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HIV Continues To Grow In The UK

May 24, 2011

Figures released by the UK's Health Protection Agency today show that, in 2009, an estimated 85,000 people were living with HIV in the UK, a 2.4% percent increase on 2008's figures, with 61,000 people accessing HIV care and one in five of these aged 50 years or over.

While the rate of increase in diagnoses is slowing down, the number of people living with HIV is still growing, with 7% more people accessing HIV care in 2009 than the previous year. Half of these people (52%) were diagnosed late, when they should have already begun treatment for HIV, and a quarter of those living with HIV, 24%, are still undiagnosed, unaware that they are infected.

Sir Nick Partridge, Chief Executive for the UK's leading HIV and sexual health charity, Terrence Higgins Trust, said: "With more people living with HIV than ever before in the UK it's vitally important we invest in targeted HIV prevention and awareness programmes, particularly for gay men who are most at risk. We also need to re-double work to get people to test, to reduce the high numbers of people who don't know that they have HIV for far too long before being tested and prevent needless deaths.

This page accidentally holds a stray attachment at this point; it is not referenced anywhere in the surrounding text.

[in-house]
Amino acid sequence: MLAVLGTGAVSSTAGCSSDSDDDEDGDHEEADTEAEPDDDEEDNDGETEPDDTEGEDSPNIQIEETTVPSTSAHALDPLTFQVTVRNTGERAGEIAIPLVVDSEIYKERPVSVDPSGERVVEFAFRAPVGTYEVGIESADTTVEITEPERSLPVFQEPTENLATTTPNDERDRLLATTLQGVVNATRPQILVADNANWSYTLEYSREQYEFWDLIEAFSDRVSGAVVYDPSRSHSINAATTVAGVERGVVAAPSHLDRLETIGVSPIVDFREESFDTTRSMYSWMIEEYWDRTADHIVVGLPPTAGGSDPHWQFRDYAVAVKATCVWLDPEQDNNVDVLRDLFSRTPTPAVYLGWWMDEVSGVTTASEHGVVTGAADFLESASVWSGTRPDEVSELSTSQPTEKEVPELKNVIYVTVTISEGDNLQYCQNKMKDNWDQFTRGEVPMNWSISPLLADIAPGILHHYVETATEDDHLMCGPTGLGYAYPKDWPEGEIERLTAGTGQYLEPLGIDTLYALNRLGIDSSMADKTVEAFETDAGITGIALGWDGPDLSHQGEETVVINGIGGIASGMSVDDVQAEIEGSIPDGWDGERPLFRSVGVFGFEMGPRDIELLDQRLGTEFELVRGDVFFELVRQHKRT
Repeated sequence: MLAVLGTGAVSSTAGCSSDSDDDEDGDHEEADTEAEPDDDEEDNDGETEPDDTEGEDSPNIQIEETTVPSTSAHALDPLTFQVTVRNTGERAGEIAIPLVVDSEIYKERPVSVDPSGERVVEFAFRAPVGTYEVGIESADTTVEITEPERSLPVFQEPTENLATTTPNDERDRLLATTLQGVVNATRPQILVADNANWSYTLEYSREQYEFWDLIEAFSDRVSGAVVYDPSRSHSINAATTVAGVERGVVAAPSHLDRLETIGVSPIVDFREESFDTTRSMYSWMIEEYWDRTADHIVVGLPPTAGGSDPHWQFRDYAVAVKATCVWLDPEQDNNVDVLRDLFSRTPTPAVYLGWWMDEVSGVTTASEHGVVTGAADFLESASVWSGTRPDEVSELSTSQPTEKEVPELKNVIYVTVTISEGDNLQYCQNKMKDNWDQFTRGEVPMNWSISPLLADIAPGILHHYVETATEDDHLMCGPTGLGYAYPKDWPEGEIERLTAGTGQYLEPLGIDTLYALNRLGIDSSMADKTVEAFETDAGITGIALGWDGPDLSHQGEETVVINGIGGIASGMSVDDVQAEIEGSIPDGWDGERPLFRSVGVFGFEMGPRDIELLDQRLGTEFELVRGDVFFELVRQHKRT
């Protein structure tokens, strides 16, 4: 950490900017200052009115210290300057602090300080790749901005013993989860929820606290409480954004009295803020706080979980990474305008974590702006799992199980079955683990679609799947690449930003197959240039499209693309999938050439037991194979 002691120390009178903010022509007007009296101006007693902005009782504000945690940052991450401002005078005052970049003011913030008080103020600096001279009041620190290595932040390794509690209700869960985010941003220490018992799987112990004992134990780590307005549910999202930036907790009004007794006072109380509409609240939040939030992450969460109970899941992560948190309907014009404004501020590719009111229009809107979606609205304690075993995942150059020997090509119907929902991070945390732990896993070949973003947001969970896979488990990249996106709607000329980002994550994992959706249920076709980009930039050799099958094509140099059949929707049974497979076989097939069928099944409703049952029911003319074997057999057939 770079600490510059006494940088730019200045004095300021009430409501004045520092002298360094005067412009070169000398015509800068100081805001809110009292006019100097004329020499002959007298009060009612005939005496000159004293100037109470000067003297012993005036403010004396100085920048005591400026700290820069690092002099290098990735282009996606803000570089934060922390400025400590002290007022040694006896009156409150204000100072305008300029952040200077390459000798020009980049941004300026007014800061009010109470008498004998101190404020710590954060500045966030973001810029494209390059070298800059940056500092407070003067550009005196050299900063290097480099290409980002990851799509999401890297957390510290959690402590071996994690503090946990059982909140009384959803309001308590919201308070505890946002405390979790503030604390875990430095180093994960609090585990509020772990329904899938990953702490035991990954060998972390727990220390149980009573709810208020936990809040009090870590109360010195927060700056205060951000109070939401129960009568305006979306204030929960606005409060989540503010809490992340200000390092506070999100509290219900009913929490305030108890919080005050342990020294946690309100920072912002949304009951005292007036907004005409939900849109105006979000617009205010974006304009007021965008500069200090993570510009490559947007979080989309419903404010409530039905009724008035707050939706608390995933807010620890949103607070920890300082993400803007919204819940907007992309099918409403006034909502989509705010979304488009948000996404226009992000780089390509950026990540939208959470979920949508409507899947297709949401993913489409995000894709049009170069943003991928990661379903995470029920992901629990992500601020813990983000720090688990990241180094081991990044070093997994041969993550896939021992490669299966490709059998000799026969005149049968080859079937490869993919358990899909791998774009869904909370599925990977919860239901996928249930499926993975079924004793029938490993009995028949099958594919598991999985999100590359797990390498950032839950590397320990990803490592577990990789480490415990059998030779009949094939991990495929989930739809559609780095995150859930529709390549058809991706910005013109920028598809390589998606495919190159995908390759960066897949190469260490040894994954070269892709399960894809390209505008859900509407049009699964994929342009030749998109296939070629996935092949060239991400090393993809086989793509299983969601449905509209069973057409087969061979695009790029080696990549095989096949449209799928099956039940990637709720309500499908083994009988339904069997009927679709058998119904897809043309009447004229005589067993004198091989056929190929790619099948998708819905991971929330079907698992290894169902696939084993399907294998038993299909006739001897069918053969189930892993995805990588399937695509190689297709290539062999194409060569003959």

"If you're diagnosed with HIV promptly after being infected there's no reason why you can't live a long and reasonably healthy life into your seventies, as many people with the condition are now doing, but you need to find out early on to get the maximum benefit from treatment. HIV is still the fastest growing incurable sexually transmitted infection in the UK and we must do more locally and nationally to stop HIV in its tracks."

Other key national findings:

- There were 6,630 new HIV diagnoses in 2009 a decline in new diagnoses for the fourth year running

- There has been a steady increase in the number of heterosexual transmissions in the UK, over 1,000 people

- Gay men remain at greatest risk- with 2,760 newly diagnosed in 2009, four out of five acquiring their infection in the UK. One gay man in seven on the London gay scene now has HIV.

- There was a 95% uptake of HIV testing in antenatal clinics and a 77% uptake in sexually transmitted infection (STI) clinics in England